"I don't know. Suppose we play at scouts and creep down the road? If the Chapel is lit up we can spy in on them; and then you can squeeze your nose on the glass and make a face, while I say 'Boo!' and they'll think the Old Gentleman is really come."

They stole down the ladder and out of the town-place. The Chapel stood three-quarters of a mile away, on a turfed wastrel where two high roads met and crossed.

Long before they reached it they heard clamorous voices and groans.

"I expect the devil hunt has begun," said Honoria. But when they came in sight of the building its windows were brightly lit. The noise inside was terrific.

The two children approached it with all the precaution proper to scouts. Suddenly the clamour ceased and the evening fell so silent that Taffy heard the note of an owl away in the Tredinnis plantations to his left. This silence was daunting, but they crept on and soon were standing in the illuminated ring of furze whins which surrounded the Chapel.

"Can you reach up to look in?"

Taffy could not; so Honoria obligingly went on hands and knees, and he stood on her back.

"Can you see? What's the matter?"

Taffy gasped. "He's in there!"

"What?—the Old Gentleman?"

"Yes; no—your grandfather!"

"What? Let me get up. Here, you kneel—"

It was true. Under the rays of a paraffin lamp, in face of the kneeling congregation, sat Squire Moyle; his body stiffly upright on the bench, his jaws rigid, his eyes with horror in them fastened upon the very window through which Honoria peered—fastened, it seemed to her, upon her face. But, no; he saw nothing. The Bryanites were praying; Honoria saw their lips moving. Their eyes were all on the old man's face. In the straining silence his mouth opened—but only for a moment—while his tongue wetted his parched lips.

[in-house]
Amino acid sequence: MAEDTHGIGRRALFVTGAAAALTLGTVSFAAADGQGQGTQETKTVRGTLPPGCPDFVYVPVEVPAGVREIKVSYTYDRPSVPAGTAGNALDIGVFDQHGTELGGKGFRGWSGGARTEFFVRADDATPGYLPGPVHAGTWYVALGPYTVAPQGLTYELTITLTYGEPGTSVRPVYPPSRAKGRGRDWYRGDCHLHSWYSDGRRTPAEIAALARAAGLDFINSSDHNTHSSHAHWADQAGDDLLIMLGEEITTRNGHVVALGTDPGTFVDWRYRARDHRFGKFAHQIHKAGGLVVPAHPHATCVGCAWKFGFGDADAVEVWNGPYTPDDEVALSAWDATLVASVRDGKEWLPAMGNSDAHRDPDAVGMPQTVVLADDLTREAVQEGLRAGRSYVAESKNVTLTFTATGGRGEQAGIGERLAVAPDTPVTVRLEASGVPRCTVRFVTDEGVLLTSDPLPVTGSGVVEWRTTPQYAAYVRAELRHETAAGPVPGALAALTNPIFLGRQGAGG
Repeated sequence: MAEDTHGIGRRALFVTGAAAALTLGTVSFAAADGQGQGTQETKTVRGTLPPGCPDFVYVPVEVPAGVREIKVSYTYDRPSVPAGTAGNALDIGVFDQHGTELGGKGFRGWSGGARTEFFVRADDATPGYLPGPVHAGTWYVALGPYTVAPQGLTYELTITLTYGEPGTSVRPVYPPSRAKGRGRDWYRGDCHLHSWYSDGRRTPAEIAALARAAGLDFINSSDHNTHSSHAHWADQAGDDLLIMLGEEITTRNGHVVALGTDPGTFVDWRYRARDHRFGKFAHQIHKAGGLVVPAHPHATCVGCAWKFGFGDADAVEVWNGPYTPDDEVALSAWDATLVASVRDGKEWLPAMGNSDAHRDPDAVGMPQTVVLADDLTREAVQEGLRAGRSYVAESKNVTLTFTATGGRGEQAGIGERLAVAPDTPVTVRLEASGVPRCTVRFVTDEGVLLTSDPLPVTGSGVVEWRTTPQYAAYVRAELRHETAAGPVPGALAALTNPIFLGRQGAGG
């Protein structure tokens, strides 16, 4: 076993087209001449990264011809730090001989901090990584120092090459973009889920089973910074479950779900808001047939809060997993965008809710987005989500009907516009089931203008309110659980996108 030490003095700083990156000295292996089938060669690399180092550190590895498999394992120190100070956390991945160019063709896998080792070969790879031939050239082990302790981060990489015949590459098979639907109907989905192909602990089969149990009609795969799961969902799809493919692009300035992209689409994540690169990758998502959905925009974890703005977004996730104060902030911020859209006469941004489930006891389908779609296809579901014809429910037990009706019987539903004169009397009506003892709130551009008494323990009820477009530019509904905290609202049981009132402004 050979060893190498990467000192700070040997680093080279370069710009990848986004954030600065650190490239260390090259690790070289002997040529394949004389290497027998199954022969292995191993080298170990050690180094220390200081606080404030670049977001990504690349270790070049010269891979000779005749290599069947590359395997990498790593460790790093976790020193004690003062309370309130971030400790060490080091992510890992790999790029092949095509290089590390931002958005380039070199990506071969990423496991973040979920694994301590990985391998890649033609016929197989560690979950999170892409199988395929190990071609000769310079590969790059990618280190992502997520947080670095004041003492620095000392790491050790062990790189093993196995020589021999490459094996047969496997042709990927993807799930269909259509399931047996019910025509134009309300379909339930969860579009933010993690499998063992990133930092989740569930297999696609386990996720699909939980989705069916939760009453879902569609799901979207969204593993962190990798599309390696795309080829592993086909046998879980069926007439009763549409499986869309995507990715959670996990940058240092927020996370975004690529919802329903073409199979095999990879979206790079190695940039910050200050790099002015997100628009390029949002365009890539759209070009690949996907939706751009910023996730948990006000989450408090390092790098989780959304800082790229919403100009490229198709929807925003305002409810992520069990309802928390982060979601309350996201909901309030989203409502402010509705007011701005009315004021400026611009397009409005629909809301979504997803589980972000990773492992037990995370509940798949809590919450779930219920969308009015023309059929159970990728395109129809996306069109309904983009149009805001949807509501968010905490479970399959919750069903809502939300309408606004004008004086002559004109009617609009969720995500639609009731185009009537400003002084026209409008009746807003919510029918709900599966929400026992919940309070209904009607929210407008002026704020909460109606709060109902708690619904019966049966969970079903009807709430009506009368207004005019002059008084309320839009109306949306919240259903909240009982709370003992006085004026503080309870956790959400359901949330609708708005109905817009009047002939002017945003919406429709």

A man by the pulpit-stairs shuffled his feet. A sigh passed through the Chapel as he rose and relaxed the tension. It was Jacky Pascoe. He stepped up to the Squire, and, laying a hand on his shoulder, said, gently, persuasively, yet so clearly that Honoria could hear every word:

"Try, brother. Keep on trying. O, I've knowed cases—You can never tell how near salvation is. One minute the heart's like a stone, and the next maybe 'tis melted and singing like fat in a pan. 'Tis working! 'tis working!"

The congregation broke out with cries: "Amen!" "Glory, glory!" The Squire's lips moved and he muttered something. But stony despair sat in his eyes.

"Ay, glory, glory! You've been a doubter, and you doubt no longer. Soon you'll be a shouter. Man, you'll dance like as David danced before the Ark! You'll feel it in your toes! Come along, friends, while he's resting a minute! Sing all together—oh, the blessed peace of it!—

"'I long to be there, His glory to share—'"

He pitched the note, and the congregation took up the second line with a rolling, gathering volume of song. It broke on the night like the footfall of a regiment at charge. Honoria scrambled off Taffy's back, and the two slipped away to the high road.

"Shall you tell your father?"

"I—I don't know."

She stooped and found a loose stone. "He shan't find salvation to-night," she said heroically.